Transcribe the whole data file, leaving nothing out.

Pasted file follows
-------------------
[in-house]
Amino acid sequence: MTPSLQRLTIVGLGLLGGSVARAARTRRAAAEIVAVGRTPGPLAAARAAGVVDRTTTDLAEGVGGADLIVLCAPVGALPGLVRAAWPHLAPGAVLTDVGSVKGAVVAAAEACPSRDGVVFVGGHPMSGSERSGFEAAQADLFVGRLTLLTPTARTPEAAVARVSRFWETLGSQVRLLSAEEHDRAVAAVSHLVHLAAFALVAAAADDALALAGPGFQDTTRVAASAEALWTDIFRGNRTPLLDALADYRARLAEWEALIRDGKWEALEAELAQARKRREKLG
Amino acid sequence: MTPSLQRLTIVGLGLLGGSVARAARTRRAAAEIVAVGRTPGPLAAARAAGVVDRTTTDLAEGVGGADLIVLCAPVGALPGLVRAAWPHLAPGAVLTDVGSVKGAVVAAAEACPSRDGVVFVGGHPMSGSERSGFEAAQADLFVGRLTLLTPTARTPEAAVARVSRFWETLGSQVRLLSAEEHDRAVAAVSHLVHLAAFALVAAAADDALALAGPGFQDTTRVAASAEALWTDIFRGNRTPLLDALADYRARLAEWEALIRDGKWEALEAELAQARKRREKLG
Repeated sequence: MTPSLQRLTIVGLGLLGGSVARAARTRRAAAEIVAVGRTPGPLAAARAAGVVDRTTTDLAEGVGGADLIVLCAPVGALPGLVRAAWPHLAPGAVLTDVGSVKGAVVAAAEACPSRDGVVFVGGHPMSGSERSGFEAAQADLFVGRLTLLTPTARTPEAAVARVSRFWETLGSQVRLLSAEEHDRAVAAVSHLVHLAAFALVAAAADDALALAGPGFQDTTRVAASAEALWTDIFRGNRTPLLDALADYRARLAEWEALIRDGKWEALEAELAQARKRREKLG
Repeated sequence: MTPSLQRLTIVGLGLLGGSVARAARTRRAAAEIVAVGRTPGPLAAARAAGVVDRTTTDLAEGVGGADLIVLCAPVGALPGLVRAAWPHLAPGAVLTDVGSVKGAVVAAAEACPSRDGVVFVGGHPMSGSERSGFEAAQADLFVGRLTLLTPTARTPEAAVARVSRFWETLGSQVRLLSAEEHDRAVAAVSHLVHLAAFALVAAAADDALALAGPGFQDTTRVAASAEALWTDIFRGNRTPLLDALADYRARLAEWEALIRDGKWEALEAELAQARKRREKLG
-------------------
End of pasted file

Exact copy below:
[in-house]
Amino acid sequence: MTPSLQRLTIVGLGLLGGSVARAARTRRAAAEIVAVGRTPGPLAAARAAGVVDRTTTDLAEGVGGADLIVLCAPVGALPGLVRAAWPHLAPGAVLTDVGSVKGAVVAAAEACPSRDGVVFVGGHPMSGSERSGFEAAQADLFVGRLTLLTPTARTPEAAVARVSRFWETLGSQVRLLSAEEHDRAVAAVSHLVHLAAFALVAAAADDALALAGPGFQDTTRVAASAEALWTDIFRGNRTPLLDALADYRARLAEWEALIRDGKWEALEAELAQARKRREKLG
Amino acid sequence: MTPSLQRLTIVGLGLLGGSVARAARTRRAAAEIVAVGRTPGPLAAARAAGVVDRTTTDLAEGVGGADLIVLCAPVGALPGLVRAAWPHLAPGAVLTDVGSVKGAVVAAAEACPSRDGVVFVGGHPMSGSERSGFEAAQADLFVGRLTLLTPTARTPEAAVARVSRFWETLGSQVRLLSAEEHDRAVAAVSHLVHLAAFALVAAAADDALALAGPGFQDTTRVAASAEALWTDIFRGNRTPLLDALADYRARLAEWEALIRDGKWEALEAELAQARKRREKLG
Repeated sequence: MTPSLQRLTIVGLGLLGGSVARAARTRRAAAEIVAVGRTPGPLAAARAAGVVDRTTTDLAEGVGGADLIVLCAPVGALPGLVRAAWPHLAPGAVLTDVGSVKGAVVAAAEACPSRDGVVFVGGHPMSGSERSGFEAAQADLFVGRLTLLTPTARTPEAAVARVSRFWETLGSQVRLLSAEEHDRAVAAVSHLVHLAAFALVAAAADDALALAGPGFQDTTRVAASAEALWTDIFRGNRTPLLDALADYRARLAEWEALIRDGKWEALEAELAQARKRREKLG
Repeated sequence: MTPSLQRLTIVGLGLLGGSVARAARTRRAAAEIVAVGRTPGPLAAARAAGVVDRTTTDLAEGVGGADLIVLCAPVGALPGLVRAAWPHLAPGAVLTDVGSVKGAVVAAAEACPSRDGVVFVGGHPMSGSERSGFEAAQADLFVGRLTLLTPTARTPEAAVARVSRFWETLGSQVRLLSAEEHDRAVAAVSHLVHLAAFALVAAAADDALALAGPGFQDTTRVAASAEALWTDIFRGNRTPLLDALADYRARLAEWEALIRDGKWEALEAELAQARKRREKLG